- 0I'm a new Nurse, that literally just got my license a coupe of days ago, and I just started working at a hospital a couple of weeks ago. Well i was working with a another nurse and we were attempting to start an IV on a patient. I couldn't start it and got no flash-back, so i took out the needle, when the patient started writhing in pain, from there im not really sure what happened, but i believe i nicked myself with the iv catheter needle when he started moving in pain. I felt a small poke but it was barely noticeable, it was only when i took my gloves of and looked at my did i really see anything. At first it didn't look like i drew blood, but i squeezed my finger and blood came out. I went to the bathroom and squeezed the heck out of my finger and scrubbed my hands. But heres my mistake, i didn't say anything at the time, i was so scared and felt so stupid, so i continued on. I got off and went home at the end of my shift and i just couldn't take it. I called my unit today and talked to the charge nurse about it, and they were pretty reassuring and said i just need to come back in when i was next scheduled to work and fill out an incident form, and that they would test the patient for hiv, hbv, hcv. As far as i know the patient had to history of hiv, hbv, or hcv. My charge nurse told me not to be worried and that it happens to everyone, but i'm freaking out. I just don't know what to do until i go back in to work in 2 days. How could i be so stupid?
- 0Jul 13, '12 by dudette10I'm not going to beat you up about not speaking up when it happened. What's done is done. However, waiting until you're scheduled to work again to put in the incident report and get eval/treatment doesn't make sense to me, regardless of what the charge said.
Get in your car, drive to work, and address the issue now with your NM and/or charge on duty.
- 0Ok so i went up there, and they said since i'm past the 24 hr mark and occupational health is closed after 5, and they aren't open on the weekend, the patient blood was drawn and is being tested and they said they would draw my blood monday for baseline. I just don't get it though, they are acting as if it's no big deal. The doctor for the patient said he's not positive for anything, but i'm just like really? i'm freaking out over here. They keep telling me i'm fine.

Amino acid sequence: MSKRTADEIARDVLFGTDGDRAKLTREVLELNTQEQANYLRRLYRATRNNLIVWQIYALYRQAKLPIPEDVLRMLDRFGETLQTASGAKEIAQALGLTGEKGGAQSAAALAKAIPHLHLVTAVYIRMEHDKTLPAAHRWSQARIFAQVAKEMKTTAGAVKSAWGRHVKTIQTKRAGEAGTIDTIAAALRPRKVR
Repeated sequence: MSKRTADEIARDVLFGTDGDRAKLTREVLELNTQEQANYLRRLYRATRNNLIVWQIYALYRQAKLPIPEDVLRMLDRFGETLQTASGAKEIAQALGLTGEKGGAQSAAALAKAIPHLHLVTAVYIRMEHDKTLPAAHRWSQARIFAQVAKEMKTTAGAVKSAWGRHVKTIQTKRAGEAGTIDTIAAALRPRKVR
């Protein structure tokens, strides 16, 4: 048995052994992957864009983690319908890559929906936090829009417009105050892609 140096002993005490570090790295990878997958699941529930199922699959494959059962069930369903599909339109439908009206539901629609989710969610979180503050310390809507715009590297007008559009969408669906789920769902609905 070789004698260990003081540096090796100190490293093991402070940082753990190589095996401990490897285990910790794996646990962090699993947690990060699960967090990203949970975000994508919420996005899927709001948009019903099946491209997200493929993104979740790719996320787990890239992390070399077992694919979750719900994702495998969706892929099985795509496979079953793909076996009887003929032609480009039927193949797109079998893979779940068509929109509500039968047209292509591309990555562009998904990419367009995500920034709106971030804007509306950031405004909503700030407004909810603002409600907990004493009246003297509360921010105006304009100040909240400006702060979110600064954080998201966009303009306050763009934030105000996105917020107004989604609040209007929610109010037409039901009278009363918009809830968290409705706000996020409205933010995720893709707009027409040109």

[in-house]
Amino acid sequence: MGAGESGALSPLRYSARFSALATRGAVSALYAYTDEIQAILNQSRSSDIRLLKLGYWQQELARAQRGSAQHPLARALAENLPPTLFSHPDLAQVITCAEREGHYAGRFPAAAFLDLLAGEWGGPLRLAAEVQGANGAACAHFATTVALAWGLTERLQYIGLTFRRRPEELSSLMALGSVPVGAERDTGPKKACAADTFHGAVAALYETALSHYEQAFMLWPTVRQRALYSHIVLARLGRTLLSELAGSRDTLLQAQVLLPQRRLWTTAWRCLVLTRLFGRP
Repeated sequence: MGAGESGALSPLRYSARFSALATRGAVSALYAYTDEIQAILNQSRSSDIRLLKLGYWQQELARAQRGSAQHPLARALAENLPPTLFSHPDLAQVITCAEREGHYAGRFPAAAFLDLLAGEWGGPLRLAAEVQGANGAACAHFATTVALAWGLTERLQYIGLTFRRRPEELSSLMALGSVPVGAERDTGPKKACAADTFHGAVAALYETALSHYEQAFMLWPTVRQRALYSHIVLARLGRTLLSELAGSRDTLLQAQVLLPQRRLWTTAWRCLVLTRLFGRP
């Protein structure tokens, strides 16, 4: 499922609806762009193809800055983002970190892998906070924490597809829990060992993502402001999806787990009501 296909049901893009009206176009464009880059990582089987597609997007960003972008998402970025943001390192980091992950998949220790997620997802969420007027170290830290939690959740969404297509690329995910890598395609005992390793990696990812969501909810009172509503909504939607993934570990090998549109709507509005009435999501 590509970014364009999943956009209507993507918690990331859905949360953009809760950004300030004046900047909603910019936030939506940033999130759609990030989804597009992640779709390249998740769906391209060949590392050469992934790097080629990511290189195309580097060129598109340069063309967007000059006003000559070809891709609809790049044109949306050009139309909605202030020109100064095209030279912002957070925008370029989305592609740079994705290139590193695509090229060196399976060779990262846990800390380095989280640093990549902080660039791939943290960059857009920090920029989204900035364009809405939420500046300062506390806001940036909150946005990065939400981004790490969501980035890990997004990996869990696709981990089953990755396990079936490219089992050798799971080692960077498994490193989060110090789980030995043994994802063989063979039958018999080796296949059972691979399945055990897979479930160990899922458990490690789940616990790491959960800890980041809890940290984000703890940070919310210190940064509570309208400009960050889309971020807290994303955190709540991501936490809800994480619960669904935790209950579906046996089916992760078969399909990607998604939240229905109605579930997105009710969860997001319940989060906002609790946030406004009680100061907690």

- 0Jul 13, '12 by nurselabratIt really doesn't matter what anyone says, you will be "freaked out" for a little while. You really never want to have a needle stick but it does happen. Just follow the policy and procedure for testing and try really hard to never let it happen again. Accidents do happen, just try to protect yourself. The doctor knows his patient, so I would try to not think about it until the results come back. I'm 61 years old and I've been working in the medical field since I was 16. We were exposed to things years ago that you just would not do now. I "freak out" now if I think about all that. But just try to relax and if there is something else to deal with as far as the exposure, you will deal with it and do what is necessary.
- 0Jul 14, '12 by canned_breadI am sorry this happened to you, it is completely normal to be freaked out. It's scary with all the what-if's. Chances are, statistically wise I mean, you will be fine. I would suggest that as soon as you can (whether on duty or not) you speak to the OHS people and follow their protocol.
Also, even if the patient "says" they don't have something, that doesn't mean there is an undiagnosed something. At our hospital we ask the patient if they are willing to let us draw blood to test if they are positive for anything. They have the right to say no, but more often than not they are happy for that to occur.
You did the perfect right thing by squeezing your finger and scrubbing the area. Now you've learnt to do it straight away and inform people straight away.
I am sure you will be okay. I am thinking of you.
- 0Jul 16, '12 by JoeMcGurkHi Sejl90 - I work with Safe in Common (Safe in Common | Injecting Safety into the World) on a broad effort to reduce needlesticks, and as you know first-hand, are all too common. When you're able, can you drop me a message at firstname.lastname@example.org - I would enjoy discussing how sharing with our members what you experienced can help prevent this.
- 0Jul 16, '12 by classicdame Guideyou probably are fine but I do understand your concern. I was stuck once, and the infection control nurse told me not to worry because the patient was in the low risk group. But what she did not know is that the patient was a retired phlebotomist who worked prior to all the safety regulations we have now, and during the HIV scare in the 80's. It has been more than 12 years so I think I am ok, but I do understand your concern. You might talk to your Infection Control nurse to find out an alternative to waiting on w/ends, etc. Perhaps the ER could have drawn your blood? Your facility may need to have a policy revision. NEVER wait to tell or get treatment.Last edit by classicdame on Jul 16, '12 : Reason: spelling error